I highly recommend BJJ or Brazilian Jiu-jitsu. I sit on an office chair all day and use to have lower back pain. I even have an inverted table. I train BJJ and muay thai. But, BJJ movements feel similar to Yoga. There is a lot of stretching, and isometric contractions of the muscles. Plus being in the gaurd, and being in someones gaurd you are relieving back pressure. Similar to child's pose. I just know that I don't have any back pain anymore. Give it a try for 3 weeks.


Doing Luta Livre helped my back and posture problems a lot. A lot of different muscles are used in both static and explosive manner.

Luta Livre is -just like Brazilian Jiu Jitsu- a submission wrestling sport, although in Luta Livre no gi is worn. The athletes usually wear tight-fitting clothes like fight-shorts and rash-guards. Apart from that the two sports are very similar, even when the practitioners of any one might have you believe otherwise. It's probably a case of rivalry because of similarity. I've been told by both Luta Livre and BJJ fighters that the other art is all about using power and has less emphasis on technique.

LL is a pure grappling martial art - No punches or kicks are allowed and attacking orifices or single fingers is forbidden as well.

So when practiced respectfully it is quite possible to grapple without much holding back without hurting each other, so i guess it's a great stress relieve as well.

Luta Livre is a very safe sport if both opponents understand some basic rules. Namely that a dangerous lock or choke has to be applied with caution, that tapping out is not a shame and that the bout is over immediately after tap-out.

  • I've never heard of it before; do you have a link to any references or additional information? (+1 for the phrase "when practices respectfully".)
    – MCW
    Commented Oct 1, 2012 at 19:05
  • @MarkC.Wallace Added some more explanation about Luta Livre. If you wanna know more - just google it. There are lots of videos on youtube. Don't confuse it with Lucha Libre - those two have few in common ;-)
    – kioopi
    Commented Oct 2, 2012 at 11:59
  • Thanks - that helps me to understand. I googled Luta Livre in the hopes of including a link in your article, but there doesn't seem to be a link that can reasonably be called authoritative. Wikipedia mentions it in the context of submission wrestling, but has no source. Having said that, +1 for reference to Lucha Libre, which gave me a laugh.
    – MCW
    Commented Oct 2, 2012 at 13:14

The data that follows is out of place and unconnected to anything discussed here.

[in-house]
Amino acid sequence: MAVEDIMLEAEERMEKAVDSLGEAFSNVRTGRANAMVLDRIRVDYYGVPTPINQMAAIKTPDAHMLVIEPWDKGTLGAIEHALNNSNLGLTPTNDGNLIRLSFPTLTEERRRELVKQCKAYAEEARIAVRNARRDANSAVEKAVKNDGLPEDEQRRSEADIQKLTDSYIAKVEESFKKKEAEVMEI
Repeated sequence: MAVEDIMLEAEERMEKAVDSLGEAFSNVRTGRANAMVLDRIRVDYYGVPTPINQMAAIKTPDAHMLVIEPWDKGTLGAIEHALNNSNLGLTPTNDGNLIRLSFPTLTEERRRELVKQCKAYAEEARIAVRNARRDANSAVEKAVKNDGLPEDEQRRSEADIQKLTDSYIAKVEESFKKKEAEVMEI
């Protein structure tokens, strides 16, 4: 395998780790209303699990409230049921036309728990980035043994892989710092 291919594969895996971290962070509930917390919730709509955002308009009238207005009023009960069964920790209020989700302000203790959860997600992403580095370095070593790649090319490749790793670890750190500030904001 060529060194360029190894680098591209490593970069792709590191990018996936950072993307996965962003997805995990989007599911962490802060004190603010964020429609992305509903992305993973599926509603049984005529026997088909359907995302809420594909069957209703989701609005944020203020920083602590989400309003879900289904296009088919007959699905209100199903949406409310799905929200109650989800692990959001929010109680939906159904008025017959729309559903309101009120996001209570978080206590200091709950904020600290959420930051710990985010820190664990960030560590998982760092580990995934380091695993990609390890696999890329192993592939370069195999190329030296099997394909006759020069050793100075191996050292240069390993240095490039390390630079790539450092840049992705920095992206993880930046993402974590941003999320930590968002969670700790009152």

Relief from Work Stress?

  1. I would suggest you to learn free style. Keep learning moves that enhance your flexibility. Start with front kicks,side kicks, round house kicks and other good kicks that will get u ready for some art that suits you. Then you can decide which art you would want to learn.
  2. You could try aerobics or yoga for starters and then a few gymnastic moves later(this one depends largely on your physical fitness). You could opt for some recreation in Dance and Music too, but I think that is off topic right now.

Relief from Back pain? 1. Easy way - Go to a doctor, take medicines. 2. Better way - Do yoga. Sitting for half an hour a day with a straight ,stiff back. 3. Little tough but the best way- If you sleep on a soft cushion, get rid of it. Sleep on a hard surface. Do yoga. Do exercises that exercise your back bones.

Have fun :)


Karate is fine and will strengthen lower back and build core strength. I have a prolapsed disc which bothers me from time to time. I studied karate for 3 years as a youth and went back to it 25 years later in my 40s now.

Take it real easy to start with, and at your own pace especially with the high kicks. Unfortunately joining a club may be too demanding on your back with sparring etc. But you can learn it well at home with a complete DVD course called "Get my black belt" (Amazon) I can assure you this course will teach you wado ryu karate at home if you follow it properly to a black belt 1st dan level. Compared to the 3 years real dojo training I had as a youth I find this course more beneficial and extremely rewarding almost like a personal tutor in my house and goes into much more detail and explaining everything perfectly.

I know you can't grade yourself or award yourself a belt but so what you will know what they know.. And have a stronger core and back than you had before.. but remember if you have a bad back be careful - small steps Grasshopper = Big changes.. Good Luck.


Tai Chi. It is slower, gentle (mostly), and builds strength and balance, which will improve things overall, as it's the supporting musculature that we need most to work on with Degenerative Disk Disease.

I need to get back to it myself.